Seriously – why would anyone take the rating agencies seriously, after they consistently gave junk mortgage securities triple-A ratings?

After failing the world so egregiously – which gave us the mortgage derivatives fiasco that caused so much of this mess – they are now going to show how responsible they are by warning the world that U.S. debt obligations are not triple-A?


Oh, and by the way, they acknowledge making a $2 trillion error in their calculation, as explained here, but decided to go ahead with the downgrade anyway.

The idea of giving special NRSRO (Nationally Recognized Statistical Rating Organization) status to the rating agencies was not for them to opine on stuff the whole world has been watching on the nightly news for six months. That’s not why we need rating agencies.

Rather, the idea was for them to analyze the arcane stuff almost no one could bear to pay attention to – like collateralized debt obligations – to make assessments investors could rely on.

They failed so miserably that Janet Tavakoli last month made a serious recommendation to strip them of their special status: “Tavakoli Structured Finance Revokes the Credit Rating Agencies’ NRSRO Designation: Issues and Solutions for Restoring Credibility to the Credit Rating Agencies and Rehabilitating the Alternative Banking System.”

Of course, Janet has no authority to revoke their NRSRO designation. But after perusing her report, you will wish she did.

The U.S. is clearly not going to default on its debt, if only because our debt is denominated in dollars, and we can print dollars. (That makes for inflation risk, but no risk of default.)

The whole world seems to agree, or would not be piling into Treasuries at essentially no interest. Does the world really need the wisdom of S&P to form its judgment on this? S&P whose dereliction in rating the mortgage securities led to our financial crisis in the first place?


The first stimulus package, which the Republicans required be largely about tax cuts, was way too small. Why do we have so many construction workers idle when there is so much work to be done? Especially when – despite it all – Uncle Sam can borrow to fund these long-term investments at under 4% for 30 years?

The bottom line is that we need to raise taxes, especially on the wealthy, to help finance the added debt we need to assume in order to put millions to work revitalizing our infrastructure and achieving energy independence. This is a war we can win, a war that set us back on the path to prosperity, and a war that doesn’t blow things up.

And this bottom line is almost the exact opposite of the “unimaginably stupid” Republican priorities: (a) cutting back on government spending at exactly the time it is most needed; (b) keeping tax rates on the wealthy at historic lows at a time when we are running massive deficits.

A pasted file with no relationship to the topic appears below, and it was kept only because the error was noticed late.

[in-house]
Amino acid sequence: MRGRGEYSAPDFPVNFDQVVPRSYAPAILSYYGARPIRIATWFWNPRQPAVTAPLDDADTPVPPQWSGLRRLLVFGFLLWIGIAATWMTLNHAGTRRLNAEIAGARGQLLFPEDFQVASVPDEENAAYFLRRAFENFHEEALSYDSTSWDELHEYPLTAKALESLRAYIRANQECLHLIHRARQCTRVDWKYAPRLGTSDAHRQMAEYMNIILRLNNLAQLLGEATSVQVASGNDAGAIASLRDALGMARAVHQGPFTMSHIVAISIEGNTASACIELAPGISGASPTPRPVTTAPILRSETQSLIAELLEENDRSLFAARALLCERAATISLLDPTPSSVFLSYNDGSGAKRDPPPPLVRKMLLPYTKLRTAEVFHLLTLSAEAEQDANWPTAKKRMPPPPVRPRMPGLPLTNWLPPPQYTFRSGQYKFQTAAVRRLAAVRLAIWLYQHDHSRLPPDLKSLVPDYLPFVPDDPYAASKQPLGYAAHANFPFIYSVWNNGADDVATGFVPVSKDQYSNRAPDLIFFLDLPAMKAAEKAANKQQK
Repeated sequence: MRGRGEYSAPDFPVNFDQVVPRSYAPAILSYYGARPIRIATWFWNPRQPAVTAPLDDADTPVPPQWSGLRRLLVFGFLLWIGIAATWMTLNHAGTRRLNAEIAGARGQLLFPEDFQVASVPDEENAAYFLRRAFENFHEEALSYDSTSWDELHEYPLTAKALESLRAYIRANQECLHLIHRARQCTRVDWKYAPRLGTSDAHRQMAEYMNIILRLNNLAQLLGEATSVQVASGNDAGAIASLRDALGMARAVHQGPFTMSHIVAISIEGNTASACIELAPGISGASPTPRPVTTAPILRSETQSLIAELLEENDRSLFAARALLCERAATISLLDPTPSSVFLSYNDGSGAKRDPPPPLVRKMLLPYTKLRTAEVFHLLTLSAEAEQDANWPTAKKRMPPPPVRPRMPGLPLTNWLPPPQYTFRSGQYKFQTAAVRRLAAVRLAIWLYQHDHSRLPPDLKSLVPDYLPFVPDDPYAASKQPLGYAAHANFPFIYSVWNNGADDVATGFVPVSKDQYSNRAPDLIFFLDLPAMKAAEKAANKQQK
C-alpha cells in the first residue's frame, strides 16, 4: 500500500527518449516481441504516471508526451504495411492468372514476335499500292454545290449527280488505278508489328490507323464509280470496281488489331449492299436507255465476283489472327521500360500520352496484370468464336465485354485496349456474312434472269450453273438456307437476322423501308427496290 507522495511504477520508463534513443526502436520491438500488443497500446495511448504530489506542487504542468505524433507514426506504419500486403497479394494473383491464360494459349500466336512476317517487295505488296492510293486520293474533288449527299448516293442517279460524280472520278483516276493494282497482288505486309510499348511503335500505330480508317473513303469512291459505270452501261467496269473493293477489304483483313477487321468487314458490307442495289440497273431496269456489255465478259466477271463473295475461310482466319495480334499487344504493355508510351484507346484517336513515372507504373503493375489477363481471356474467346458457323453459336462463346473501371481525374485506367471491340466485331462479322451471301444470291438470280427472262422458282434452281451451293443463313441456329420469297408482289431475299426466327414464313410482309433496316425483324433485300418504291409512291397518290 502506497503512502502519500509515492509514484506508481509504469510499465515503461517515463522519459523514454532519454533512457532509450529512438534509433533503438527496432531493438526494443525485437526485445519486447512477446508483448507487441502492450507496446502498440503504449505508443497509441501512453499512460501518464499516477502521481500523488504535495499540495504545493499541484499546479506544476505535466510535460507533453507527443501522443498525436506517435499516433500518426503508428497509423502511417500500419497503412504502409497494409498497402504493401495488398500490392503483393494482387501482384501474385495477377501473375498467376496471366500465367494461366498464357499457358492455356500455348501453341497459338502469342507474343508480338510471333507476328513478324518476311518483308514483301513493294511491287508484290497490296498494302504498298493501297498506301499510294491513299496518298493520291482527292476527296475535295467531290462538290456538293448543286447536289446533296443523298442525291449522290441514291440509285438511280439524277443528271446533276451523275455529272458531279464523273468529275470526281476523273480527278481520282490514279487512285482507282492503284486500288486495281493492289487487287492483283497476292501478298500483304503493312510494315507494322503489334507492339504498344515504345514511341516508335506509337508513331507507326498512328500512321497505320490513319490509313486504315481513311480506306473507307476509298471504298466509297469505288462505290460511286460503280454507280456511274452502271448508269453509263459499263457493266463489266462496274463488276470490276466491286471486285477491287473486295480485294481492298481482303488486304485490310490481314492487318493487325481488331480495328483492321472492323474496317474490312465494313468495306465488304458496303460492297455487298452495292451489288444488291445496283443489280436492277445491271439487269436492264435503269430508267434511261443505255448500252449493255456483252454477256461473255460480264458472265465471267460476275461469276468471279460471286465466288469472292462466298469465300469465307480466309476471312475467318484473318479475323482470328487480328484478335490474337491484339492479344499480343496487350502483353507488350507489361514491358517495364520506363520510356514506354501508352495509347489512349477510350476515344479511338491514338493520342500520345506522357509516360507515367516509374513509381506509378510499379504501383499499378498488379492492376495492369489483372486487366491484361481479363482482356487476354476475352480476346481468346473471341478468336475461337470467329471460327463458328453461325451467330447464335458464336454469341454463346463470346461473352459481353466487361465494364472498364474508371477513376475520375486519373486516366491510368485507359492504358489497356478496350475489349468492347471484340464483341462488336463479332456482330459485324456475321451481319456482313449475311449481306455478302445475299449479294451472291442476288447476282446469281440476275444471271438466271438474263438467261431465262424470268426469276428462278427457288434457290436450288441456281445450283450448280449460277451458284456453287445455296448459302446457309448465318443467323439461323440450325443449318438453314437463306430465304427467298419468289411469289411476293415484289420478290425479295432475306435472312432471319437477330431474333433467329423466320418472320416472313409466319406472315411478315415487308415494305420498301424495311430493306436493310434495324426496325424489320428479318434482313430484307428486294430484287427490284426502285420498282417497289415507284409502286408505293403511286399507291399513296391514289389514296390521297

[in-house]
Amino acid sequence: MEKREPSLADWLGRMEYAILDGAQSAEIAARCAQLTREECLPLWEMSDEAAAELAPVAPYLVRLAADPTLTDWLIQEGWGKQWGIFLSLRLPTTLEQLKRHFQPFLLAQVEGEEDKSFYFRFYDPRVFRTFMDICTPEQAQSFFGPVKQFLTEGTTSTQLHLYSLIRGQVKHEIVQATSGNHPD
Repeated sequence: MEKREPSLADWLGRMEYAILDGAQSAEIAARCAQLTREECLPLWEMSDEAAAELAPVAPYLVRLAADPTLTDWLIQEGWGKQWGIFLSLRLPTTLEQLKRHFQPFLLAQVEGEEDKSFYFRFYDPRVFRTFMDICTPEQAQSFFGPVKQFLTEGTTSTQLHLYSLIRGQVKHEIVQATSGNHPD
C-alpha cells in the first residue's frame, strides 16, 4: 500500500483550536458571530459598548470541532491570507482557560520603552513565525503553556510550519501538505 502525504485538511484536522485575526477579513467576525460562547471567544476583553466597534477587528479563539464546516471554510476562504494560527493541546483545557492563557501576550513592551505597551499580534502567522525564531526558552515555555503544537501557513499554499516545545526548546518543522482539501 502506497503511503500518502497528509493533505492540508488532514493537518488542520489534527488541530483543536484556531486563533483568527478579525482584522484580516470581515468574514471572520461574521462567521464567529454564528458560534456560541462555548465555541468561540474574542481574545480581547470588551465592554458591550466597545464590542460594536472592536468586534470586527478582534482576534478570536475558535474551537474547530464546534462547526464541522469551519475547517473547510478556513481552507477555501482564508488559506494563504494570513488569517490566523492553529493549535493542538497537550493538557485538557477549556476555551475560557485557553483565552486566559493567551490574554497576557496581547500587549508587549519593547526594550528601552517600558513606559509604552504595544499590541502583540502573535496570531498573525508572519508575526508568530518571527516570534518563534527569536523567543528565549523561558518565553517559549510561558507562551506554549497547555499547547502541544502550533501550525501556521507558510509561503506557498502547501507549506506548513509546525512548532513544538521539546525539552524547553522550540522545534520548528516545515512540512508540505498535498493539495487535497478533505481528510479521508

Talking heads please note:

  • Raising taxes in a weak economy does not kill jobs. Bill Clinton did it, and in the ensuing years of his presidency we created 23 million new jobs.
  • Keeping taxes on the wealthy low does not create jobs. Sure the last 10 years have proved that.
  • The tax on dividends and capital gains when Ronald Reagan left office was 28% – and he is the second greatest man who ever lived. So what is so sacred about today’s 15%?

The only way to get back on track, it seems, will be to vote the passionately misguided Tea Party folks out of office.

What we do in the meantime is harder to know. The silver lining is that last Thursday’s 512-point drop in the Dow and S&P’s downgrade just might put enough pressure on the Republicans to support actions that are not unimaginably stupid.


Every so often, they’re worth watching. Like these, from Rachel Maddow at the Hoover dam and in a diner.


Elliot Raphaelson: “I have written to the White House today, with the following suggestion. Perhaps you can ask your readers if they agree. I recommend the following: As part of the upcoming election campaign, the White House ads should ask the voters to ‘pledge’ not to vote for any politician willing to sign the Norquist pledge, since the only result is to destroy the middle class.”

☞ Leaving aside the unfortunate fact that most voters don’t know who Norquist is – maybe there’s a way this could work? Maybe leave Norquist out of it and just say we pledge not to vote for any candidate who pledges not to raise taxes on the wealthy? “Discuss.”


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